40 And the fourth kingdom [Rome] shall be strong as iron , forasmuch as iron breaketh in pieces and subdueth all things; and as iron that crusheth all these, shall it break in pieces and crush.
    44 And in the days of those kings shall the God of heaven set up a kingdom [the Church] which shall never be destroyed, nor shall the sovereignty thereof be left to another people; but it shall break in pieces and consume all these kingdoms, and it shall stand for ever.
    45 Forasmuch as thou sawest that a stone [the Church] was cut out of the mountain without hands, and that it brake [through those Christianized Germanic tribes] in pieces [the Roman empire into ten horns] the iron, the brass, the clay, the silver, and the gold; the great God hath made known to the king what shall come to pass hereafter: and the dream is certain, and the interpretation thereof sure. Dan 2
     
    #16 kyredneck, Mar 21, 2010
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  17. kyredneck

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    Ten Trivia :)

    The 10th man from Adam in the genealogy in Genesis is Noah, the father of the nations and of every gentile on earth came from his three sons.

    The 10th chapter of Genesis is the first mention of the origins of the nations (gentiles) through the generations of the sons of Noah.

    The 10th chapter of Acts is where the gospel is first preached to the gentiles (after a thorough persuasion of Peter by the Spirit), and from which Peter was led to proclaim, “Of a truth I perceive that God is no respecter of persons: but in every nation (gentiles) he that feareth him, and worketh righteousness is acceptable to him”.

    Peter was accompanied by 10 men (Acts 11) when he was sent to the gentile Cornelius.

    The thousand year ( 10 x 10 x10 ) reign of Christ when He rules the nations (gentiles) with a rod of iron.

    David, as a type of Christ, had 10 wives.

    Solomon, as a type of Christ, had 700 wives and 300 concubines (10 x 10 x 10 ).

    The 10 Germanic (Teutonic) tribes of the Franks, Angles, Saxons, Vandals, Ostrogoths, Visigoths, Alamanni, Burgundians, Jutes, and Lombards (ancestors of white folk and descendants of Japheth, [see Noah's prophecy, Gen 9:27] through Gomer) broke up the Roman Empire, the 6th head of the beast in Revelations, to become the 7th head with 10 horns; also the same 10 horned beast of Daniel 7 with even more details provided in Daniel 2 by the stone striking the feet of the image and breaking it to pieces; i.e. two feet, ten toes representing the division into the Eastern and Western Roman Empires.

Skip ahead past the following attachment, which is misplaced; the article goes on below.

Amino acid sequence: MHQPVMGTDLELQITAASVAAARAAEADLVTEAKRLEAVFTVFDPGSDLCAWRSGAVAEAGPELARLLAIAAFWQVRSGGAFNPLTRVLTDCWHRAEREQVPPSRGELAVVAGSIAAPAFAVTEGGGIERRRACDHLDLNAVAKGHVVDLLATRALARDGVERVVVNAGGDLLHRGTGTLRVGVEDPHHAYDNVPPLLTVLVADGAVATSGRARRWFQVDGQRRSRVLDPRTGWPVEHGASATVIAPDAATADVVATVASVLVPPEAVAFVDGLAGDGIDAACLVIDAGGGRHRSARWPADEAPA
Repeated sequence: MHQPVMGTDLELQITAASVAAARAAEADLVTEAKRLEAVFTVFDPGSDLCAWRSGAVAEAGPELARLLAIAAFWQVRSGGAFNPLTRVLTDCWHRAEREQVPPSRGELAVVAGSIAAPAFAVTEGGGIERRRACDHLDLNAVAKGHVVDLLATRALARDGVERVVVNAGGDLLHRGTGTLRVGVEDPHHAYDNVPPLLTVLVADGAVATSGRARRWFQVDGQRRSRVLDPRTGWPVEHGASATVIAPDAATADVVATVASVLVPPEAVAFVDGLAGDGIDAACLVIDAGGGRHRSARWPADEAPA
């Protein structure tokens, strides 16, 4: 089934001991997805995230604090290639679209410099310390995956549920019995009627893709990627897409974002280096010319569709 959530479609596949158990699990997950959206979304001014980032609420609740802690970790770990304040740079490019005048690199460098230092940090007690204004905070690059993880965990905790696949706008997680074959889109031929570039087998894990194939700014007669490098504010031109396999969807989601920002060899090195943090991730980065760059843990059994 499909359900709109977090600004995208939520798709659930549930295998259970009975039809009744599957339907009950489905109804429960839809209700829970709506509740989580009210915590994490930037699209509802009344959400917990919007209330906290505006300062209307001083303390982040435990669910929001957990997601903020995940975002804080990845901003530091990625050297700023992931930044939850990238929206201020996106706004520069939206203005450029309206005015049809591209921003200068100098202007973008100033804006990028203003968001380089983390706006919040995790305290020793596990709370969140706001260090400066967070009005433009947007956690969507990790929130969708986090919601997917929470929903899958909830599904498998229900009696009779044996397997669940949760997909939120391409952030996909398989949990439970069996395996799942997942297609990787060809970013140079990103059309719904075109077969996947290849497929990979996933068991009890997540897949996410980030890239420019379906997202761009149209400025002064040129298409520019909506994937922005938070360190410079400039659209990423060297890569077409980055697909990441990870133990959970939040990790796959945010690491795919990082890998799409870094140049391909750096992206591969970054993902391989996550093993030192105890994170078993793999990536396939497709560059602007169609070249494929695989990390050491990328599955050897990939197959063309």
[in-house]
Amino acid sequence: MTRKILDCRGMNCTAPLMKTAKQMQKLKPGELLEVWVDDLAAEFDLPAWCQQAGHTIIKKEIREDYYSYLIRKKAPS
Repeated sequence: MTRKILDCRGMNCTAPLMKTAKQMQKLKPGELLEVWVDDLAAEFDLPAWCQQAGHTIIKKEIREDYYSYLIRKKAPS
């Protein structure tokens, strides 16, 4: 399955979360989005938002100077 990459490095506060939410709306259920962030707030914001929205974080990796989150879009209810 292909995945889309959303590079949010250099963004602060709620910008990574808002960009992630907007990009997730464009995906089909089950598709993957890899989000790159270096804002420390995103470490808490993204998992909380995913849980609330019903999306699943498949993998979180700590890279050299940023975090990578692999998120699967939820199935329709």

The metric system which is a decimal (base 10) system, was developed by the French (the Germanic tribe Franks), and is commonly referred to as the International System of Units (SI).
     
    #17 kyredneck, Mar 22, 2010
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  18. olegig

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    Most all commentaries I have read compare the stone to Christ Himself.
    I do grant some see Peter as the stone with a church built upon Peter; but I don't agree with them.
    I have never seen a commentary compare the stone to the Church but I suppose it could be so because Christ does work through the Church to spread the gospel which will overcome the things of the world.

    But it seems if the Church is the stone of Dan, then at least somewhere Paul would have referred to the Church, the Body, as the stone.

    Ephesians 2:20 (King James Version)
    20And are built upon the foundation of the apostles and prophets, Jesus Christ himself being the chief corner stone;


    Do those particular commentators give scriptural reference for their belief the stone represents the Church?
    I would enjoy checking their feelings against scripture for myself.
     
  19. kyredneck

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    Well, of course the stone is Christ just as the Church is his body........ :)

    Post #16 was my own feeble attempt to paraphrase/amplify those verses, not from a commentary.
     
    #19 kyredneck, Mar 22, 2010
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  20. kyredneck

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    And before I get pounced on about those 'Christianized Teutonic tribes', I'm fully aware that not all of them embraced Christianity as a whole. 'Off the cuff', take the Vandals (from where we get our word vandalism) for instance, who were known for their objectiveless destructions; or the Saxons, who some of the other 'Christianized Germanic tribes' attempted genocide on because of their obstinate rejection of Christianity.

    ......good figs and bad figs.......


    ........not all Israel is of Israel....... but God uses them both.